This fall has been beautiful. We have had clear, sunny days along with warm temperatures. Except for the sun setting earlier, it seemed like this fall was an extension of summer. Until, of course, the weekend that we were expecting guests. Every fall, my dad’s extended family gets together somewhere. I use that broad term, “somewhere,” because we are scattered all over the country. One year, the family met on the East Coast. The next year, they went to the West Coast. This year, it was time to visit the Midwest.
And of course, the temperatures dropped into the sixties and the rain came. Fortunately, the only thing my family wants to do is be together, talk and play cards, so the rain was just a little thing.
When I was a little girl, we always were together on the day after Thanksgiving. My dad and my uncles were pastors, so they had to work on Thanksgiving morning. My dad would preach at church and then we would get in the car to drive to Detroit, or Ft. Wayne, or Canton, Ohio. Every few years it was our turn, so we didn’t have to travel. One of my mom’s favorite times was Thanksgiving night–the night before the big meal. All my aunts would gather in the kitchen to cook and talk. It was a lot of work to feed all us children; when my little sister was born, that made twenty cousins in all. Our parents had no money to stay in hotels, so we slept on the floor in our cousins’ rooms, in the basement, even once in the church next door. On Friday came the big turkey feast! It was a day late, but it was still Thanksgiving to us.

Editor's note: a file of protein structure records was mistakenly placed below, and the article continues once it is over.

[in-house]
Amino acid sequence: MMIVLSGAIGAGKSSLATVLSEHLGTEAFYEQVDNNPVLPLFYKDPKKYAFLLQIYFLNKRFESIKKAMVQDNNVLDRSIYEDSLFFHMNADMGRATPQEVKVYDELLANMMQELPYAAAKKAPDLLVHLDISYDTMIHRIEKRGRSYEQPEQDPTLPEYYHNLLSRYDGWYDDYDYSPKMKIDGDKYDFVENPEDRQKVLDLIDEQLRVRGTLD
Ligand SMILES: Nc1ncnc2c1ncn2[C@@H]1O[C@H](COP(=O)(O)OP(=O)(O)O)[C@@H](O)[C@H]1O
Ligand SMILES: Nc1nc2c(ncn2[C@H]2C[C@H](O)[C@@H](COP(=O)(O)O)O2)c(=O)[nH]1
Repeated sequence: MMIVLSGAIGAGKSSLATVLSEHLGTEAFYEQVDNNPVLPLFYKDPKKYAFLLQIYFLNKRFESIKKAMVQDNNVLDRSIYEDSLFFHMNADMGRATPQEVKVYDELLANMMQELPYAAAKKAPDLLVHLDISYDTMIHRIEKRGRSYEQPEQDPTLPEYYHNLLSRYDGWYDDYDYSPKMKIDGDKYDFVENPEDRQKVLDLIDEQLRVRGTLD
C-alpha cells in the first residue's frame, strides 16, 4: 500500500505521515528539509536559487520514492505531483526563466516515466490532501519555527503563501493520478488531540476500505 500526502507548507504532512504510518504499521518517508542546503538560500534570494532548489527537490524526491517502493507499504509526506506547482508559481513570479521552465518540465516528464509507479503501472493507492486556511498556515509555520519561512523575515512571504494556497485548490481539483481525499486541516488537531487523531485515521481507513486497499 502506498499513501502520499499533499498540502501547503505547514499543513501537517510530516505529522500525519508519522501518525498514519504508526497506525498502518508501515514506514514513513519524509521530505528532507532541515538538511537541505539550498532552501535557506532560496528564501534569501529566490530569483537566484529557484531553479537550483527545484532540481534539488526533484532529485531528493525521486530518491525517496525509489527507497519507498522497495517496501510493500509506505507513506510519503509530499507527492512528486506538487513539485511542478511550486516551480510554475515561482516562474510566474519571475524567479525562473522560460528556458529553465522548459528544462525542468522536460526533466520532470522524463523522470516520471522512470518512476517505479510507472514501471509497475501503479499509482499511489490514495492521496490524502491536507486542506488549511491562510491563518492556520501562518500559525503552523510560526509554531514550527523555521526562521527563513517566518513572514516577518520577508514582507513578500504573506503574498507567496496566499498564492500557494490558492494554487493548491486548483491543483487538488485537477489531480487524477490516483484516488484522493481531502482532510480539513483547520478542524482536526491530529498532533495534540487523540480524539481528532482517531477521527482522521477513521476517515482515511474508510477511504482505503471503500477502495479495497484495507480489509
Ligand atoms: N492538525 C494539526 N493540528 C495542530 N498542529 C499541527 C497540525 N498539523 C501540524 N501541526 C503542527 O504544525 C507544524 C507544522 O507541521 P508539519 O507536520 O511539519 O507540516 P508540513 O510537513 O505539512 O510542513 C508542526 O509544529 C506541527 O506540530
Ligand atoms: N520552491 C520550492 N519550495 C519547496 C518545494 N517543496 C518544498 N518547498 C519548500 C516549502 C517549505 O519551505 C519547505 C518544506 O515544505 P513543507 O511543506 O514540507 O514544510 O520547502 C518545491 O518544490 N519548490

Many years later, Thanksgiving became complicated. Cousins got married and had children, and there were more and more obligations to fulfill. Now, we have “Pre-Thanksgiving.” It’s like Thanksgiving, but it’s not. The cousins can afford to stay at a hotel and the kids don’t have to sleep on the floor. There is no cooking the night before. This year, I even decided that I was not going to serve turkey. I had the dinner catered with authentic Chicago-style food; Lou Malnati’s deep dish pizza, pasta, and Italian beef.
Some of our relatives were missing. Some cousins had to work; some couldn’t travel so far away. We missed my mom and two uncles who have gone to heaven before us. However, a total of forty-one relatives crammed into my kitchen last Saturday. We were together despite the rain outside, despite my husband’s fears that we wouldn’t all fit in our house, despite my ugly bathroom floors. (That’s another story waiting to be told.)
I remember being one of the little cousins and going along with a “show” that we performed for our parents a long, long time ago in a basement in Ft. Wayne. At the very beginning of the festivities his year, my daughters and my cousins’ kids put on a show of their own. They stood on the steps, plucked a toy guitar and sang their hearts out. They were making their own wonderful childhood memories.
It might not have been Thanksgiving, but it was still Thanksgiving to us. We give thanks for the blessings God gave us in family; in good weather and bad, in health and in sickness, with those present and in the hearts of those absent, and we know we are loved.
Oh, and did I mention this, family? While playing cards, I got the best 500 hand in my life! Ten diamonds, baby!
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